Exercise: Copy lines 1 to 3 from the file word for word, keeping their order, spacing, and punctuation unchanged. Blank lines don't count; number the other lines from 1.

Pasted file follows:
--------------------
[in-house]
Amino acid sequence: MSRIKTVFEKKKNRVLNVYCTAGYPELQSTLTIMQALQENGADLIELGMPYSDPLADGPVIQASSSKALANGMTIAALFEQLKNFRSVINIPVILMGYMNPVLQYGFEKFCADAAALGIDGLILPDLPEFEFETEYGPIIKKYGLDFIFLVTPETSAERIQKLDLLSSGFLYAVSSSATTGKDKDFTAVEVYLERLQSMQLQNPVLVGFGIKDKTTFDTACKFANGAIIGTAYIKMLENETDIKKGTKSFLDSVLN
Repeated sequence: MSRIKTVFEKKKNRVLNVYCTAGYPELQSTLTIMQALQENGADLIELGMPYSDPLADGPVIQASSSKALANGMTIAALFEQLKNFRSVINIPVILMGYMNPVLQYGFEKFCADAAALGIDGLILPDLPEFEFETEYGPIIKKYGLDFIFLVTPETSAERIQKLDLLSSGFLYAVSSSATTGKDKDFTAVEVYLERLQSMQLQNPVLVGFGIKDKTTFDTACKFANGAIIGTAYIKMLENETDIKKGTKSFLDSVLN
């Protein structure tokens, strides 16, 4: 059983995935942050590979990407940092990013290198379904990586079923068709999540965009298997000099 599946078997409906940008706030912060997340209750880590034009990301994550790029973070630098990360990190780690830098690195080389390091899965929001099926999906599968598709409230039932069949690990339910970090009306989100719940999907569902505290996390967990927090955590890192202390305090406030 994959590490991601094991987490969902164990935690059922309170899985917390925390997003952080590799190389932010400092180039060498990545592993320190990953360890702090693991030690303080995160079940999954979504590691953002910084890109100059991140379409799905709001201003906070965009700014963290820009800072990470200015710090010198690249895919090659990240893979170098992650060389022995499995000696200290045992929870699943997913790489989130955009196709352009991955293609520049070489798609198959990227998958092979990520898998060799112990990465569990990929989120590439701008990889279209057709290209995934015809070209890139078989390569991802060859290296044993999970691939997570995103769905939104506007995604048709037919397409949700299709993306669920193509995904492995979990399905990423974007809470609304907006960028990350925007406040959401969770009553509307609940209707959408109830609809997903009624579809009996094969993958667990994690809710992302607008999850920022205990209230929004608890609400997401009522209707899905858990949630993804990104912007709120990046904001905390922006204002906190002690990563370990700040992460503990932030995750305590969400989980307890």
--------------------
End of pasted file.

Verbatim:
[in-house]
Amino acid sequence: MSRIKTVFEKKKNRVLNVYCTAGYPELQSTLTIMQALQENGADLIELGMPYSDPLADGPVIQASSSKALANGMTIAALFEQLKNFRSVINIPVILMGYMNPVLQYGFEKFCADAAALGIDGLILPDLPEFEFETEYGPIIKKYGLDFIFLVTPETSAERIQKLDLLSSGFLYAVSSSATTGKDKDFTAVEVYLERLQSMQLQNPVLVGFGIKDKTTFDTACKFANGAIIGTAYIKMLENETDIKKGTKSFLDSVLN
Repeated sequence: MSRIKTVFEKKKNRVLNVYCTAGYPELQSTLTIMQALQENGADLIELGMPYSDPLADGPVIQASSSKALANGMTIAALFEQLKNFRSVINIPVILMGYMNPVLQYGFEKFCADAAALGIDGLILPDLPEFEFETEYGPIIKKYGLDFIFLVTPETSAERIQKLDLLSSGFLYAVSSSATTGKDKDFTAVEVYLERLQSMQLQNPVLVGFGIKDKTTFDTACKFANGAIIGTAYIKMLENETDIKKGTKSFLDSVLN